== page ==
What makes this all the more interesting to me, a person who studies meditation, mindfulness and the neuroscience behind it, was an article I read at the beginning of the season in ESPN magazine. I was so intrigued by the article and what it might mean for football, that I saved it. You can find the full article here:

2014 has been declared the year of mindfulness. The Huffington Post announced this fact in a front page article, and described how mindfulness, meditation and presence are all trending topics in mainstream conversations today. The latest issue of Time magazine has Mindfulness on the cover. It appears to be everywhere, which couldn’t make this soon to be meditation teacher and cognitive scientist happier. So maybe it was destiny that the team that seems to be the most mindful, would be the one to win the Superbowl in this year of mindfulness.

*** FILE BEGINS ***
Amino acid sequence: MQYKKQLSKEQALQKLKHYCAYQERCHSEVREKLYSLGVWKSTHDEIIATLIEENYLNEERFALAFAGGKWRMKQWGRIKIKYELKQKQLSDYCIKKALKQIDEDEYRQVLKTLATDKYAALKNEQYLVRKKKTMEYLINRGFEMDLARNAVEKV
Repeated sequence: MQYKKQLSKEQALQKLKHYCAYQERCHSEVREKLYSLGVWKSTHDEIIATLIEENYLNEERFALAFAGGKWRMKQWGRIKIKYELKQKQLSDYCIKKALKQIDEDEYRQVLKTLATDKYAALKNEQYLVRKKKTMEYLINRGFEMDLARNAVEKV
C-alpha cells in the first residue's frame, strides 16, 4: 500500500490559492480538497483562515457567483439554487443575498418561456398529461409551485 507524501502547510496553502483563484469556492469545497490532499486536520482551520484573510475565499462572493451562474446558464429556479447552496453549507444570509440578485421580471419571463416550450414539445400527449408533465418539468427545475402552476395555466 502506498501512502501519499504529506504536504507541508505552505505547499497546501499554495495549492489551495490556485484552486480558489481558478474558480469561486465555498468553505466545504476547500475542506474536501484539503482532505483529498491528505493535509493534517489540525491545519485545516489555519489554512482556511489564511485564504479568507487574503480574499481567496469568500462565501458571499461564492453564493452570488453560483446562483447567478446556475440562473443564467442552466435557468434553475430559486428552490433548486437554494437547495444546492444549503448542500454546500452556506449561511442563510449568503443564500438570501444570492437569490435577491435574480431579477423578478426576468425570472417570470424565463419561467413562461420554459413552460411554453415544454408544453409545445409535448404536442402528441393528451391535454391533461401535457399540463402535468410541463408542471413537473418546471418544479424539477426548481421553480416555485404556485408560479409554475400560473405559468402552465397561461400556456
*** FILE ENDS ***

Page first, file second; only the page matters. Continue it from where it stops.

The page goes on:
So in the aftermath of last night’s defeat, this avid sports fan who loves to examine the game from all angles, had to take a deeper look at what happened. When I did, what intrigued me most about this Seattle team was two fold. First and foremost, I like Coach Carroll’s compassionate, whole player coaching philosophy. In a sport where player’s are only as good as their body, and it’s ability to play each week, his program of getting to know and coach the whole player — mind, heart and body, is refreshing, and novel, to say the least. NFL players often talk about feeling isolated or alone, even as part of a team, which always seemed odd to me. But if you are competing week in and week out to keep your starting position, or gain one, against other players on your own team, this isolation may be a natural result. In a game where players are known for how hard they hit, how fast they run, or how far they throw…to focus solely on the player as a body, has been the norm. But the science shows that your mind is stronger than your body, and to isolate and focus on only one piece of the whole human equation, leaves you with less than you started with. Coach Carroll has figured this out and seems to be showing that having individual visions for each player, within the team vision, and giving them the tools, language and support to reach that vision, actually elevates the entire team. While the whole matters, it’s not at the cost of the individual, which I imagine is not in line with the majority of NFL coaches’ philosophies. To see Coach Carroll talk about his respect for the individual within the team framework on the post game show, stopped me in my tracks, and made me think…something is changing here. To see Steve Young’s excitement at Carroll’s approach made it seem all the more plausible.